Subject: Re: Sleepycat Software DB 2.x library licensing vs. NetBSD
To: NetBSD-current Discussion List <firstname.lastname@example.org>
From: Greg A. Woods <email@example.com>
Date: 09/19/1998 21:55:52
[ On Sat, September 19, 1998 at 09:12:57 (-0500), firstname.lastname@example.org wrote: ]
> Subject: Re: Sleepycat Software DB 2.x library licensing vs. NetBSD
> In message <m0zKGQD-0009MEC@most.weird.com>, Greg A. Woods writes:
> >In strictly philisophical (and possibly some legal) terms I don't think
> >one can consider software that can be "hijacked" and turned into
> >proprietary software to be truely "open" and free.
> How can anyone ever hijack your code? Let's say they take the entire NetBSD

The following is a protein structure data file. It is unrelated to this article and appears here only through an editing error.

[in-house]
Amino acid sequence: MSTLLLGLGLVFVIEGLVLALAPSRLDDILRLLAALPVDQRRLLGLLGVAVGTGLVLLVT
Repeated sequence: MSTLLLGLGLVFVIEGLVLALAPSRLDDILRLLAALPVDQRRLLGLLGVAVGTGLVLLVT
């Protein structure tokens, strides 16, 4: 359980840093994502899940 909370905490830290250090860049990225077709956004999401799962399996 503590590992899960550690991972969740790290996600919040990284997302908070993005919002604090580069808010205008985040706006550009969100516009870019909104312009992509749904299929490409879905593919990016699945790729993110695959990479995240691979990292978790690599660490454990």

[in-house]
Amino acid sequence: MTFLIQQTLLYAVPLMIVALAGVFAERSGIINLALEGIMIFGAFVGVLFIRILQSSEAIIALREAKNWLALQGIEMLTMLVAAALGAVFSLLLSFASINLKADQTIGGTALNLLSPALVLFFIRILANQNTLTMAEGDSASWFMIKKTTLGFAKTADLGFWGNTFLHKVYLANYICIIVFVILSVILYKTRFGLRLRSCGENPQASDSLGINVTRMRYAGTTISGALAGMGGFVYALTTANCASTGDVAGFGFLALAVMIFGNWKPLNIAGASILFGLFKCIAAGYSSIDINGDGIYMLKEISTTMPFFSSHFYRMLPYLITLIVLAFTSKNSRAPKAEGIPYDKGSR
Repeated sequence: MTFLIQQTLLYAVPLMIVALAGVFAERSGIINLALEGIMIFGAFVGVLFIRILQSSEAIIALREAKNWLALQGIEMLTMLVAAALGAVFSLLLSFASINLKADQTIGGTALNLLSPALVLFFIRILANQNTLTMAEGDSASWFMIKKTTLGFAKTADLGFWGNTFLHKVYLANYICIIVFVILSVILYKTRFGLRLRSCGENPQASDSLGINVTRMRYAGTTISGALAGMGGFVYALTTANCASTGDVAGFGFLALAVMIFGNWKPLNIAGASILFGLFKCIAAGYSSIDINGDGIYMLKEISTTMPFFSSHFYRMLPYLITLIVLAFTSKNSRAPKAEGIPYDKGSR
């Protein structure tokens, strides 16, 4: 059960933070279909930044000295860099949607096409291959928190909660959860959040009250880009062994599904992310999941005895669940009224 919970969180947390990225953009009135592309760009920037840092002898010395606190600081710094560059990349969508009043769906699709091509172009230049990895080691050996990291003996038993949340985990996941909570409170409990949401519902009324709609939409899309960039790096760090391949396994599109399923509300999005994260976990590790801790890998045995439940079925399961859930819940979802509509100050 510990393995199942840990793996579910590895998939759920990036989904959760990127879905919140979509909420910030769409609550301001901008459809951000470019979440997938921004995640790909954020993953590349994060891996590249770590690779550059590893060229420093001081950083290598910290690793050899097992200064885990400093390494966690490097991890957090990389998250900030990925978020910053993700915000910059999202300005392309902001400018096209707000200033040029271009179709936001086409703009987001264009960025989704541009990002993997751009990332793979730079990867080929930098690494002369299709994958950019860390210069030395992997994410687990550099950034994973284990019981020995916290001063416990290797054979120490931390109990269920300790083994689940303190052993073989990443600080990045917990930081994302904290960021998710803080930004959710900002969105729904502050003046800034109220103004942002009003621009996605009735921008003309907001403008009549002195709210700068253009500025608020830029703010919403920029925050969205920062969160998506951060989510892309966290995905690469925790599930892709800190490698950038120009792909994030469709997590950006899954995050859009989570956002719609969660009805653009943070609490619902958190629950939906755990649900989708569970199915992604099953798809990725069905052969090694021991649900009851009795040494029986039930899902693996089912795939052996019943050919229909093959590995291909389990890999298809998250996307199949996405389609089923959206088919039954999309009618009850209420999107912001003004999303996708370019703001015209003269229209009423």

> source tree, slap a label on it, and sell it as a closed source system.
That's almost exactly what I mean by "hijack", but....
> Your code is still in the NetBSD source tree, being given away, and is still
> not proprietary.
> It's not like a book of which there's only one copy. If some people rip
> pages from their copies, or scribble on their copies, the other copies are
> still fine.
Folks making proprietary software from what was once free software
rarely leave it all exactly the way they found it. Just ask the
hundreds (or is it thousands) of programmers world-wide who've had end
users of such software ask them for support only to find out that the
bug was introduced by the proprietary vendor. Even worse many such
users will expect *free* support just because they're using what they
think is a freeware component of the application they're using.
Indeed the original copy is still A-OK, but that's not where the
problems come from.
Greg A. Woods
+1 416 218-0098 VE3TCP <email@example.com> <robohack!woods>
Planix, Inc. <firstname.lastname@example.org>; Secrets of the Weird <email@example.com>